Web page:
3. The design of your space perfectly mirrors your mission statement with its open floor plan and minimal approach to displaying product. Was it difficult to design a retail space that encapsulated the notion of buying less, while still making the store feel warm and inviting?

It was a ton of pressure to be honest. We didn’t take the challenge lightly, and it’s so easy to overthink something like this. We knew we’d be shelving some of our design heroes products. So when we approached the design of the space, we wanted to treat it like a product. A product that was designed to showcase products. To warm people’s experience, we make sure that either Jenna or myself is always at the shop; we also have a cute little dog named Ernest that immediately breaks the ice, and if that doesn’t work, a little D’Angelo on the speakers does the trick.


TheElysianEdit-ElysianExchange-FormerlyYes-124. We’ve noticed that many stores these days no only sell products, but also foster a sense of community by hosting launch parties, pop-ups and workshops. Is this an important element to Formerly Yes? Do you find it challenging to create a community in such a sprawling and evolving city?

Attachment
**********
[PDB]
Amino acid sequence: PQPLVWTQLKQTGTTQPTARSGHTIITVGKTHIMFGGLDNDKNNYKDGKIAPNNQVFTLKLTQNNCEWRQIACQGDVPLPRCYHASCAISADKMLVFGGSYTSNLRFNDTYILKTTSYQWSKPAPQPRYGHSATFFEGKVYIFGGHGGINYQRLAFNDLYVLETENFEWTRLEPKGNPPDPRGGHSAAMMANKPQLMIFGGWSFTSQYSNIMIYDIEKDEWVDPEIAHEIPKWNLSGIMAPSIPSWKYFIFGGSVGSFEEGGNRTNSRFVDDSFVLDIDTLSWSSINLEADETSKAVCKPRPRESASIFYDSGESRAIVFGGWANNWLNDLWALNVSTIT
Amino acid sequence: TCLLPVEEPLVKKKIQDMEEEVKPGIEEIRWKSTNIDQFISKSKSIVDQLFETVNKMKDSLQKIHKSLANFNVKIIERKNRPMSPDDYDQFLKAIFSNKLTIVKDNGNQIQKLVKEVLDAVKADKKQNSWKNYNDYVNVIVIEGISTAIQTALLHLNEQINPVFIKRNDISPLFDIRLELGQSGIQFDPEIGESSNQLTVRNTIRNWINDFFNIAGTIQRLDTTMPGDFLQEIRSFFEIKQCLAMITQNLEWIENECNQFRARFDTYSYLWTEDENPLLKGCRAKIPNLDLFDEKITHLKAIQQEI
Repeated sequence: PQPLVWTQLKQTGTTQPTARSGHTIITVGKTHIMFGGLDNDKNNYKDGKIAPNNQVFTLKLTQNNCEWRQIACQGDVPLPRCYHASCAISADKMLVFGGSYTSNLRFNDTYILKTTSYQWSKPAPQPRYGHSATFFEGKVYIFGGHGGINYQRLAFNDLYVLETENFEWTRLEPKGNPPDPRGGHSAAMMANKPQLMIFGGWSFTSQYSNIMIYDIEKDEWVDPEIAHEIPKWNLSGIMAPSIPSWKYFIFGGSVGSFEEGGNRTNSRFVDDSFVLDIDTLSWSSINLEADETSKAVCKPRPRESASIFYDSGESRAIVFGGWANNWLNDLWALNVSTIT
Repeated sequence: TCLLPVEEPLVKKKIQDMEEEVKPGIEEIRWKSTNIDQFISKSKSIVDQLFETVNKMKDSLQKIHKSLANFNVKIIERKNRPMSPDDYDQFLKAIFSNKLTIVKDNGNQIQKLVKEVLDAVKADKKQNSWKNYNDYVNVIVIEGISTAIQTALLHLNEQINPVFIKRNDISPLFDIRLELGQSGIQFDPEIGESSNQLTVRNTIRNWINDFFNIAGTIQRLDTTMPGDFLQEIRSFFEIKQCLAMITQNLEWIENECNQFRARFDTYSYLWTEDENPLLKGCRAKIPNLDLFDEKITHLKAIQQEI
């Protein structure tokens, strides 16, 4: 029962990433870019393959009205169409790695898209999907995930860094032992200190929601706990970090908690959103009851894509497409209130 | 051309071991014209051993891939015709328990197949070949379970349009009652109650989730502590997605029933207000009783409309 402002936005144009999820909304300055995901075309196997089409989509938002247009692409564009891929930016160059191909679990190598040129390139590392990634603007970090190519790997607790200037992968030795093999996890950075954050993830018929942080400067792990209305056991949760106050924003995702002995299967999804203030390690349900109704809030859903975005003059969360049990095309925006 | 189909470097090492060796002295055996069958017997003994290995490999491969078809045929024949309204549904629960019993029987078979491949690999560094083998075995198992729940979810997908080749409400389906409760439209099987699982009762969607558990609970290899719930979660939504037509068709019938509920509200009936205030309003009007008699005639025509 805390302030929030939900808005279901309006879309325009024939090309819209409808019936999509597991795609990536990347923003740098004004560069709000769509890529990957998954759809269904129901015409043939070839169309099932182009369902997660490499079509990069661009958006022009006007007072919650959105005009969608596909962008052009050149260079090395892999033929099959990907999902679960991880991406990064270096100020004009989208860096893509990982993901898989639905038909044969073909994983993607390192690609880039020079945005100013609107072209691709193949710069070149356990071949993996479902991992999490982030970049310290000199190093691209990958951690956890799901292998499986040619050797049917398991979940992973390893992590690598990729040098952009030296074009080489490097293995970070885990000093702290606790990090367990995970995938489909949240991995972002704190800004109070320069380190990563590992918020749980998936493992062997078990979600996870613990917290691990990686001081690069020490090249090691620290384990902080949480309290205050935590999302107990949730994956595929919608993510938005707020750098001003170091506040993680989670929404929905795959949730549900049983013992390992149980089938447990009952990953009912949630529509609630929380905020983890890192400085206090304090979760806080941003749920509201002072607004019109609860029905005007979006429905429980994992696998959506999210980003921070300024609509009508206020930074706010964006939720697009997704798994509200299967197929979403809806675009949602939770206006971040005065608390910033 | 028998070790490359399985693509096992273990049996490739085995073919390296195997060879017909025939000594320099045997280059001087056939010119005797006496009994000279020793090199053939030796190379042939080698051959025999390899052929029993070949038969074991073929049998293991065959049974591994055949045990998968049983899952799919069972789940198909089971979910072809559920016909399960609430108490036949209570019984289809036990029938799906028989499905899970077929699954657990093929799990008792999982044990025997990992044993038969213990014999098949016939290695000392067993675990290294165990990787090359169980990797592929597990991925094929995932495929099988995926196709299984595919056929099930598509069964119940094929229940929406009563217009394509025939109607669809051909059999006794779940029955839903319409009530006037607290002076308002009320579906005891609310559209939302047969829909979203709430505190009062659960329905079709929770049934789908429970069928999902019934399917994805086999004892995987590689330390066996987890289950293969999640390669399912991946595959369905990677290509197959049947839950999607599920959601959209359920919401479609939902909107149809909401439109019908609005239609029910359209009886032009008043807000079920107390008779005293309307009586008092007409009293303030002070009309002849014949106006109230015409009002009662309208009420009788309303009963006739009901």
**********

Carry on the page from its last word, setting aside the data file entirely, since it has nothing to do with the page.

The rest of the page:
We love that other stores do this, and so many stores in Los Angeles do it better than we ever would. If I’m being completely honest here, we aren’t really event people. We’ve never really enjoyed going to events personally, so doing them at Formerly Yes always felt a bit off. If it’s a friend, we love hosting, but in terms of marketing, we knew we could find other ways to connect with people.

5. Lastly, what are five of your favorite people, places or things that are currently influencing Formerly Yes?

I’ve have to say the food scene in LA is a huge inspiration right now — it embodies the diversity and creative spirit of Los Angeles. Mexico, Central America, and South America, and the influence it has on Los Angeles. Our community of friends who are photographers, architects, chefs, designers, writers, all doing something, involved, and loving this city. In this climate, writers like Ta-Nehisi Coates give us perspective into a world we would be naïve to say we understand. This is immensely more important than Formerly Yes, but we make it a priority to continue to read, recognize, listen, learn, and participate.

I had no formal education in design, so every one of my design heroes was a professor to me. Reading their books and practicing their methods was the only way I learned. I recently had the opportunity to have lunch with Jasper Morrison in London. I was so nervous. They say never meet one of your heroes, but that’s never been true to me. Meeting Jasper showed me how important it is to put your personality into your work. He’s a great industrial artist and an even better person. 


You can find more of Formerly Yes by visiting their website, or following along on Instagram. A big thank you to Brad, Jenna (and Ernest!) for joining us today!